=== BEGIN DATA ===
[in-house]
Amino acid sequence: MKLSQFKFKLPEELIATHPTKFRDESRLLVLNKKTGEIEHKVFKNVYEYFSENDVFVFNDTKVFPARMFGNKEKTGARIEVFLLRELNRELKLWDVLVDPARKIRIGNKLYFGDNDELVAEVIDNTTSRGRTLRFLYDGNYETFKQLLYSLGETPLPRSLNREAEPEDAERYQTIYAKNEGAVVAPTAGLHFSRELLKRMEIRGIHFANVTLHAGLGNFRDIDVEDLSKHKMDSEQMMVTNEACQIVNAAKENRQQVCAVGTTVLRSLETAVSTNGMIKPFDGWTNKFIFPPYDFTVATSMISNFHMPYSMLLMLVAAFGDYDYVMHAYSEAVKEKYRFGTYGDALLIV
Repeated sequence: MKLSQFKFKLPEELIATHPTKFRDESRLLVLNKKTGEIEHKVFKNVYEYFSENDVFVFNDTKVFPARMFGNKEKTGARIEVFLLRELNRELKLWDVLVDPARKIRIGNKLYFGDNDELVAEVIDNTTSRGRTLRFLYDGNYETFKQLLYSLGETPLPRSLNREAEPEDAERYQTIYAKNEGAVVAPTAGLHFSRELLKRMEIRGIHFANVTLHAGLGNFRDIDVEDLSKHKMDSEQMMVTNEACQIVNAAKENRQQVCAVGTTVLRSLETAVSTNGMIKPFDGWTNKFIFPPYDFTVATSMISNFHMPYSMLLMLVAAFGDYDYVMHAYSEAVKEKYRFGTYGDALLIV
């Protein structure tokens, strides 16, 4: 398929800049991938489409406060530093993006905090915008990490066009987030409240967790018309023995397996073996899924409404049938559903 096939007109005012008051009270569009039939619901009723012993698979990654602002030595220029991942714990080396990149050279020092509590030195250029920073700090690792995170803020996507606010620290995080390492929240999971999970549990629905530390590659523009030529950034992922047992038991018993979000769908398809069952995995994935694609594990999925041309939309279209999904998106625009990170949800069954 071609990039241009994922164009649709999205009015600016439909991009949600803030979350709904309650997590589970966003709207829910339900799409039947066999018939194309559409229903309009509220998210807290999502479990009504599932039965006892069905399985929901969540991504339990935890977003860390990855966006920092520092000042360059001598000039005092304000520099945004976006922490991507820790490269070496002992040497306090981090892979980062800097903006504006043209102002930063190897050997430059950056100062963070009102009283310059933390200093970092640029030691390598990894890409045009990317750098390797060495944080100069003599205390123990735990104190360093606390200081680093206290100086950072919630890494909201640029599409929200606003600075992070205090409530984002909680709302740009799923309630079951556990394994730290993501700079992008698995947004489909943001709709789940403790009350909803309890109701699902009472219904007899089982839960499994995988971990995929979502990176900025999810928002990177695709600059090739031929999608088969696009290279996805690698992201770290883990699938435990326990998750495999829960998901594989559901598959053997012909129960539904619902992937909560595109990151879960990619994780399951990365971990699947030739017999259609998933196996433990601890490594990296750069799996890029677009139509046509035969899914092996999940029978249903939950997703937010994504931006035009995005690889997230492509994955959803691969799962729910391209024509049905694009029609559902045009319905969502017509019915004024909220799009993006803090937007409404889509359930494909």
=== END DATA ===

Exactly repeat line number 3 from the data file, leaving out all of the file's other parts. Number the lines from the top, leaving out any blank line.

Repeated sequence: MKLSQFKFKLPEELIATHPTKFRDESRLLVLNKKTGEIEHKVFKNVYEYFSENDVFVFNDTKVFPARMFGNKEKTGARIEVFLLRELNRELKLWDVLVDPARKIRIGNKLYFGDNDELVAEVIDNTTSRGRTLRFLYDGNYETFKQLLYSLGETPLPRSLNREAEPEDAERYQTIYAKNEGAVVAPTAGLHFSRELLKRMEIRGIHFANVTLHAGLGNFRDIDVEDLSKHKMDSEQMMVTNEACQIVNAAKENRQQVCAVGTTVLRSLETAVSTNGMIKPFDGWTNKFIFPPYDFTVATSMISNFHMPYSMLLMLVAAFGDYDYVMHAYSEAVKEKYRFGTYGDALLIV